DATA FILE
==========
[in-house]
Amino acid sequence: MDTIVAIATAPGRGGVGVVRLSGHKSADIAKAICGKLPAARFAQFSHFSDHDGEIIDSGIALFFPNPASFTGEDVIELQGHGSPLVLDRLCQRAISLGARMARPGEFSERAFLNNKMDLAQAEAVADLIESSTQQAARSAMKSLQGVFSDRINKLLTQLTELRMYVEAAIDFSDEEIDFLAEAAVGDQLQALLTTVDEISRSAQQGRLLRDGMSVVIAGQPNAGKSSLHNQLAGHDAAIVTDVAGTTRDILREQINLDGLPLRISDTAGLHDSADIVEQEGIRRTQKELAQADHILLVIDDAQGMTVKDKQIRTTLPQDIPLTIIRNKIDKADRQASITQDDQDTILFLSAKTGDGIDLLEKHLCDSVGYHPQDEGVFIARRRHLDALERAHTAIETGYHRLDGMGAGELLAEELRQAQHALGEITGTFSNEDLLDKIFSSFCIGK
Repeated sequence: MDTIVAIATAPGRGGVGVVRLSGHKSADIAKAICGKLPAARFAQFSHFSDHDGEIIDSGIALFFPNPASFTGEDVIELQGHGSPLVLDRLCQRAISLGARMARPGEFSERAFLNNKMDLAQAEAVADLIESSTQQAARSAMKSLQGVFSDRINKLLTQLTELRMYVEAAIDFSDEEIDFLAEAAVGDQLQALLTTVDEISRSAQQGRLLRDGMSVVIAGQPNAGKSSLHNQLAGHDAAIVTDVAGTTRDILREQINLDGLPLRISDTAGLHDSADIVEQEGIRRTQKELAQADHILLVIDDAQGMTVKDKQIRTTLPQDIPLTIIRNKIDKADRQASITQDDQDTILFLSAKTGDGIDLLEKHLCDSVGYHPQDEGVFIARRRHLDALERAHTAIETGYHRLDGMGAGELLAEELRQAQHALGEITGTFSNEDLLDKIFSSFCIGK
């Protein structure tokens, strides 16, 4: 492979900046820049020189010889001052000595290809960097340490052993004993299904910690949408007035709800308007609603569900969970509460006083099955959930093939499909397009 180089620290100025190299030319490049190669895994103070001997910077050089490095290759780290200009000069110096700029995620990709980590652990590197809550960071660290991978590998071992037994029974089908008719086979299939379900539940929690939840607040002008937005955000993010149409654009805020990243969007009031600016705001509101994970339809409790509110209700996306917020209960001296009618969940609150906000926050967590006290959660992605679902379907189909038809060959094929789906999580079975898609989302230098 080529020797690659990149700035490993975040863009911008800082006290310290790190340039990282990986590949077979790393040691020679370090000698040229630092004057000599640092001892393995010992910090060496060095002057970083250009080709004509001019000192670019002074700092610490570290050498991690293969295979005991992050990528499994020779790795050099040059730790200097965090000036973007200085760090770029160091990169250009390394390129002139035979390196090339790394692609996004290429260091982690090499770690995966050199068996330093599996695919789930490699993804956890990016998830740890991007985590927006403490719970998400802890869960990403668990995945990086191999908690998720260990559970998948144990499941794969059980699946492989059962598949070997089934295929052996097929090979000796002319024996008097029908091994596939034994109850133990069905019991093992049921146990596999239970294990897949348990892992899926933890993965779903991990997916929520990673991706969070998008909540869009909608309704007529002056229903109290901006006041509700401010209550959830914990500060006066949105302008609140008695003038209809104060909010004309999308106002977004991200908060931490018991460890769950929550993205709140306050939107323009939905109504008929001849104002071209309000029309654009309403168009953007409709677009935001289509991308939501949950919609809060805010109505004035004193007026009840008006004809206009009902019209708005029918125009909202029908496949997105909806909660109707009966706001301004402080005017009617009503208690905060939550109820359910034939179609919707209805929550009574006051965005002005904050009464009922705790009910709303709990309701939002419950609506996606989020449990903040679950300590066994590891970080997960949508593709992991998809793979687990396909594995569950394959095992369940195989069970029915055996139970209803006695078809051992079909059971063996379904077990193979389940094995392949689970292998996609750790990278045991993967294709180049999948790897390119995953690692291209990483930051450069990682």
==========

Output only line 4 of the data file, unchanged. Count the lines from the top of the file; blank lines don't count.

């Protein structure tokens, strides 16, 4: 492979900046820049020189010889001052000595290809960097340490052993004993299904910690949408007035709800308007609603569900969970509460006083099955959930093939499909397009 180089620290100025190299030319490049190669895994103070001997910077050089490095290759780290200009000069110096700029995620990709980590652990590197809550960071660290991978590998071992037994029974089908008719086979299939379900539940929690939840607040002008937005955000993010149409654009805020990243969007009031600016705001509101994970339809409790509110209700996306917020209960001296009618969940609150906000926050967590006290959660992605679902379907189909038809060959094929789906999580079975898609989302230098 080529020797690659990149700035490993975040863009911008800082006290310290790190340039990282990986590949077979790393040691020679370090000698040229630092004057000599640092001892393995010992910090060496060095002057970083250009080709004509001019000192670019002074700092610490570290050498991690293969295979005991992050990528499994020779790795050099040059730790200097965090000036973007200085760090770029160091990169250009390394390129002139035979390196090339790394692609996004290429260091982690090499770690995966050199068996330093599996695919789930490699993804956890990016998830740890991007985590927006403490719970998400802890869960990403668990995945990086191999908690998720260990559970998948144990499941794969059980699946492989059962598949070997089934295929052996097929090979000796002319024996008097029908091994596939034994109850133990069905019991093992049921146990596999239970294990897949348990892992899926933890993965779903991990997916929520990673991706969070998008909540869009909608309704007529002056229903109290901006006041509700401010209550959830914990500060006066949105302008609140008695003038209809104060909010004309999308106002977004991200908060931490018991460890769950929550993205709140306050939107323009939905109504008929001849104002071209309000029309654009309403168009953007409709677009935001289509991308939501949950919609809060805010109505004035004193007026009840008006004809206009009902019209708005029918125009909202029908496949997105909806909660109707009966706001301004402080005017009617009503208690905060939550109820359910034939179609919707209805929550009574006051965005002005904050009464009922705790009910709303709990309701939002419950609506996606989020449990903040679950300590066994590891970080997960949508593709992991998809793979687990396909594995569950394959095992369940195989069970029915055996139970209803006695078809051992079909059971063996379904077990193979389940094995392949689970292998996609750790990278045991993967294709180049999948790897390119995953690692291209990483930051450069990682």